NDBC Science Education Pages
Why isn't there a linear relationship between wind speed and wave height?
First, we know from the previous question that wind causes ocean waves. Next, we have to look at how waves travel across the ocean. The easiest way to do this is to imagine we are at a pond. We throw a rock into the middle of the pond. What do we see happening to the water surface? We see many "ripples" in the water surface travelling away from the location where the rock landed. Well, this is similar to what happens when the wind generates wind-waves.
Suppose a storm is situated in the Pacific Ocean south of Alaska. In a storm, the wind blows on the water and creates a "confused sea". By this we mean that there is not any particular direction that the waves are coming from. However, as the wind continues to blow and the waves increase in energy and begin to move faster than the storm, the waves begin to leave the general area of the storm. This is similar to the way in which the ripples caused by the rock landing in the pond travel away from the rock's impact location and move towards the shore. In the case of the storm, the waves that travel long distances away from the storm are called swell waves. A group of these waves together is called a wave train. These wave trains travel away from the storm's center. The distance of travel is influenced by the amount of energy they receive from the wind. It is common for waves generated by a storm near Alaska to travel to the Hawaiian Islands and beyond!!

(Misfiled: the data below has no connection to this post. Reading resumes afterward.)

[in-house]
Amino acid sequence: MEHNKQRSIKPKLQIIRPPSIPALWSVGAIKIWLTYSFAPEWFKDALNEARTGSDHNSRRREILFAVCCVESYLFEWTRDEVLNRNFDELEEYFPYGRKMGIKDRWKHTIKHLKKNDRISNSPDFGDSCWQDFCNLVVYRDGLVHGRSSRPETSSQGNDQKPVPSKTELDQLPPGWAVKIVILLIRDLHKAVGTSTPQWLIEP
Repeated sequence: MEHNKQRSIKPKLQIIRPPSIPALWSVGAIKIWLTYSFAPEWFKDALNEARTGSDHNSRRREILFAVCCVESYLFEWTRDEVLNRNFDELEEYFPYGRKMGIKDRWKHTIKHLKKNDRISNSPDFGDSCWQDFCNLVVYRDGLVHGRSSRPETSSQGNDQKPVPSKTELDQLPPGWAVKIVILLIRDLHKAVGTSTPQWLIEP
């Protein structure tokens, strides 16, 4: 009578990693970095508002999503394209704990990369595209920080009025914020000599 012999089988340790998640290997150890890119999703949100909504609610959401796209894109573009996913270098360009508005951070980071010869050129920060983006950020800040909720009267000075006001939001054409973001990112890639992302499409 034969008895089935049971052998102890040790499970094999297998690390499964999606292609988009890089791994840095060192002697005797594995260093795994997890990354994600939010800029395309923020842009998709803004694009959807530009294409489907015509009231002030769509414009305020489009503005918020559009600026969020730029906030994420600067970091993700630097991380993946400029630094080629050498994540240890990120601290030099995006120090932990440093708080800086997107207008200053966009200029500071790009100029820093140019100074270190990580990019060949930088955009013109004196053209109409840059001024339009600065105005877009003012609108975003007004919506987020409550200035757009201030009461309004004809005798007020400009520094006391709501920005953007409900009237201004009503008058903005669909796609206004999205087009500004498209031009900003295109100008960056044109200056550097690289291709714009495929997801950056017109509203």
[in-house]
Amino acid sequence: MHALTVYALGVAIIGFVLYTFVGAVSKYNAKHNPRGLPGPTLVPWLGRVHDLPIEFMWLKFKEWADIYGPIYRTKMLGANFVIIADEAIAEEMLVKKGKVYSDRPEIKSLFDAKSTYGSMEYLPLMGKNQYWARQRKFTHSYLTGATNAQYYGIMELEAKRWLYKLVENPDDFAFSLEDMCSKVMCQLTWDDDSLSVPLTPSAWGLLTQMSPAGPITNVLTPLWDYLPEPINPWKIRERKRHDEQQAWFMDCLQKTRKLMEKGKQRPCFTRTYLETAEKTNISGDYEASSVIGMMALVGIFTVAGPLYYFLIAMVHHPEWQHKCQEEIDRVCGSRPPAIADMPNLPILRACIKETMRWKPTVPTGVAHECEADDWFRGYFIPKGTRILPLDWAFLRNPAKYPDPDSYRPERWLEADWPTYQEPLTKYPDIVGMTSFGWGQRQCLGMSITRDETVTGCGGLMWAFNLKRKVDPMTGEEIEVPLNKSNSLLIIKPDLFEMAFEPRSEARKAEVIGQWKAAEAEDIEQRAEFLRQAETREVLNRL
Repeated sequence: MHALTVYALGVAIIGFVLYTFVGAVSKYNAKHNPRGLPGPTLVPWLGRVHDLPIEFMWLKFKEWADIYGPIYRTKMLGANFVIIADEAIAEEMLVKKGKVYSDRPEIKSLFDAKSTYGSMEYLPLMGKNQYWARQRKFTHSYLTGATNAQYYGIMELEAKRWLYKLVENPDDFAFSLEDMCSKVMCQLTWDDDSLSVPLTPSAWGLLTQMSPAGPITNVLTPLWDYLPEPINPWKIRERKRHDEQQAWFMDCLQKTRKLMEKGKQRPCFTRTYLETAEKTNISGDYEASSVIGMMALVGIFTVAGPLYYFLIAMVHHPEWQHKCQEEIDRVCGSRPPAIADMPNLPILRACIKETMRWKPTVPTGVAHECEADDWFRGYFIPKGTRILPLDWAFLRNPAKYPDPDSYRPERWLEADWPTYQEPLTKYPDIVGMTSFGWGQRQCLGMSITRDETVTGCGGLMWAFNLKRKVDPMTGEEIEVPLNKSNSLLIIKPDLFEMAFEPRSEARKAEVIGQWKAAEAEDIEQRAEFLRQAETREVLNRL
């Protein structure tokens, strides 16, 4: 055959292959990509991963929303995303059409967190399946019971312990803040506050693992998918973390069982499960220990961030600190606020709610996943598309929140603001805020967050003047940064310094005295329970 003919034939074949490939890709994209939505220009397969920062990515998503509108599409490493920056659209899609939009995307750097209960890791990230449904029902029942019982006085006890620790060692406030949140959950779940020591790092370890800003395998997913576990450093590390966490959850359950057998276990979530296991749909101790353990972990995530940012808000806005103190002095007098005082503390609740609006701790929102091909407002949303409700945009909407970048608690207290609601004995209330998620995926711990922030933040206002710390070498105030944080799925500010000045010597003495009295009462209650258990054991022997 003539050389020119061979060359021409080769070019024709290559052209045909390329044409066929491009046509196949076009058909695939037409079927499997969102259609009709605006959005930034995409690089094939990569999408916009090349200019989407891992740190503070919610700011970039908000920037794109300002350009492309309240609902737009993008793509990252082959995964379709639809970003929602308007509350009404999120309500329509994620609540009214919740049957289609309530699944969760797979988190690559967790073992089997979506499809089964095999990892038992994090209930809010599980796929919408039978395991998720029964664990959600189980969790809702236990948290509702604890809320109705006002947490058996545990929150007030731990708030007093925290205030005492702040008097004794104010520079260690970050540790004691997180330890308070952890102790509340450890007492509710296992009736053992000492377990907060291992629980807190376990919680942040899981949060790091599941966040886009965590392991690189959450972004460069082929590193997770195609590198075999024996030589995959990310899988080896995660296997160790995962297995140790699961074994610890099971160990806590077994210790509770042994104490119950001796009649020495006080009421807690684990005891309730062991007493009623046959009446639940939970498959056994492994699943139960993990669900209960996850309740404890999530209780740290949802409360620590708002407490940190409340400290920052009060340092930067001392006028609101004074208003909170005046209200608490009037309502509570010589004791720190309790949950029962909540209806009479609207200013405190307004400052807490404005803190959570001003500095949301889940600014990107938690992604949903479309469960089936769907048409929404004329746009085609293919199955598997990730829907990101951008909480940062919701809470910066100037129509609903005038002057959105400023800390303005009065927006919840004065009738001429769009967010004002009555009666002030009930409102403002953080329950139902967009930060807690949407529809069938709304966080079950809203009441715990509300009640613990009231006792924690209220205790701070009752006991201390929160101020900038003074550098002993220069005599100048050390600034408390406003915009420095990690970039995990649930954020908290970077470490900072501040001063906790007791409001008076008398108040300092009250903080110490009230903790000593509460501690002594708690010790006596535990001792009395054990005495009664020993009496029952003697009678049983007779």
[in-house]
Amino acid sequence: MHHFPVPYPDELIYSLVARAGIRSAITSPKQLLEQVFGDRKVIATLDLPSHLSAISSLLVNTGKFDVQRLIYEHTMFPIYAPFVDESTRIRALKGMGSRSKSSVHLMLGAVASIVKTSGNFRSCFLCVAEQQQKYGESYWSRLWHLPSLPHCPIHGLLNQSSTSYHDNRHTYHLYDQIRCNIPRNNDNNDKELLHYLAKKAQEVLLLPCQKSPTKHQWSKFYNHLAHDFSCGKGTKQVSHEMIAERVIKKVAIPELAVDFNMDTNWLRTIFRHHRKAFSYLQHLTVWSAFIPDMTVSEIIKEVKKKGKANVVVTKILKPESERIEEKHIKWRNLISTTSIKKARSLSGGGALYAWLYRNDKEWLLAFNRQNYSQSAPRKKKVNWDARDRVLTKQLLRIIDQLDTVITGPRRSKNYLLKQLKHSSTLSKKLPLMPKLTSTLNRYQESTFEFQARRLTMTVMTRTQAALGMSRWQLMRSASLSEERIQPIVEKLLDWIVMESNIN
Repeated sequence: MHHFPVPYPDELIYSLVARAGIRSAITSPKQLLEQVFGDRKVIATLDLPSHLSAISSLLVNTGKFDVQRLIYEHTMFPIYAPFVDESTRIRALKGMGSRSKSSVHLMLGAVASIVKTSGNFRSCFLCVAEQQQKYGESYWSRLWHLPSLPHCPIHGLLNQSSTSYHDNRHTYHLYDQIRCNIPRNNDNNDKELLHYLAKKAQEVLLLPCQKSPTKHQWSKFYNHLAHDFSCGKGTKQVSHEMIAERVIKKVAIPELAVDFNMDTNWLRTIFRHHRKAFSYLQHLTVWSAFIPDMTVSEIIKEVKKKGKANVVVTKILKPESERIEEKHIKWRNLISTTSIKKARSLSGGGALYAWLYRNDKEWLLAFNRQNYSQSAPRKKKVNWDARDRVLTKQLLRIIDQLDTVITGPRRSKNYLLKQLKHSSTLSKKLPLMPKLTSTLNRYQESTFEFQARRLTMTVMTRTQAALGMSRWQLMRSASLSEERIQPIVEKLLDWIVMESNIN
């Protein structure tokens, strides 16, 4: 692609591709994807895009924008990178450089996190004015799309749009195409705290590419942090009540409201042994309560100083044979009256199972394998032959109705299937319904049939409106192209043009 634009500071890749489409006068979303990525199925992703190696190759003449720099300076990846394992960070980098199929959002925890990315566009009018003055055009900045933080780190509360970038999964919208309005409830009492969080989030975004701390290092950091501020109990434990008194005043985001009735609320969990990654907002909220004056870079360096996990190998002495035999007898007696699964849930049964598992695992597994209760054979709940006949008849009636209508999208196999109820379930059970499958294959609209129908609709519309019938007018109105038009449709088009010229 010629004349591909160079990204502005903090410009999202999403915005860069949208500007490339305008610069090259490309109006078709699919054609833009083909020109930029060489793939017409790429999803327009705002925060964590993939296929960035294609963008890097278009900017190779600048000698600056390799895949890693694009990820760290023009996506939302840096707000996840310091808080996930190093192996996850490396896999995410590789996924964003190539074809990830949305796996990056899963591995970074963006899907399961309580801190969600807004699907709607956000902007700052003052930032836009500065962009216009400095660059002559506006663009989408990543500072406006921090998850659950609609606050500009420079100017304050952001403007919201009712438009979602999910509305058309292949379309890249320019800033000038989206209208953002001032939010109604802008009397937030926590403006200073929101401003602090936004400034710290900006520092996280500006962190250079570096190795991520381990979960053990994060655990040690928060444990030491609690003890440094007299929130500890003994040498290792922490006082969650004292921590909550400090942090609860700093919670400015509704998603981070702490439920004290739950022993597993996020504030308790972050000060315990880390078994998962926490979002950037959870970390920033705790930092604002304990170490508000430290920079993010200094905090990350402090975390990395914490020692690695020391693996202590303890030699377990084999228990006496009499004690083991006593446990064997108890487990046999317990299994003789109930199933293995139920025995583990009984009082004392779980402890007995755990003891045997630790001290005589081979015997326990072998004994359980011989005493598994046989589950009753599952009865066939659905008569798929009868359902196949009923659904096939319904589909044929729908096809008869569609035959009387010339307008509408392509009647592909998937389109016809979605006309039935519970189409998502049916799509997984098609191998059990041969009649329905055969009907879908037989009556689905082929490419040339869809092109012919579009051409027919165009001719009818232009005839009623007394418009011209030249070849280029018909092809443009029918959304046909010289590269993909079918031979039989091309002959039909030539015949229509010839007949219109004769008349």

The wave heights that are being measured onboard station 51001 include heights from swell waves which were generated by winds elsewhere. However, the wind speeds that are in our graph are the local winds, i.e., those winds in the vicinity of station 51001. The wind and wave relationship is not linear because the measured wind speeds are generated locally, but the wave heights include waves generated from almost anywhere!
On the other hand, let's look at a graph of wind speeds and wave heights from a buoy in Lake Michigan. As is evident, the scatter is not as drastic as with the data from the Pacific Ocean. This is because Lake Michigan is a smaller, enclosed body of water. Swell waves do not occur on such a large scale in small, enclosed bodies of water as it does in the larger, open oceans.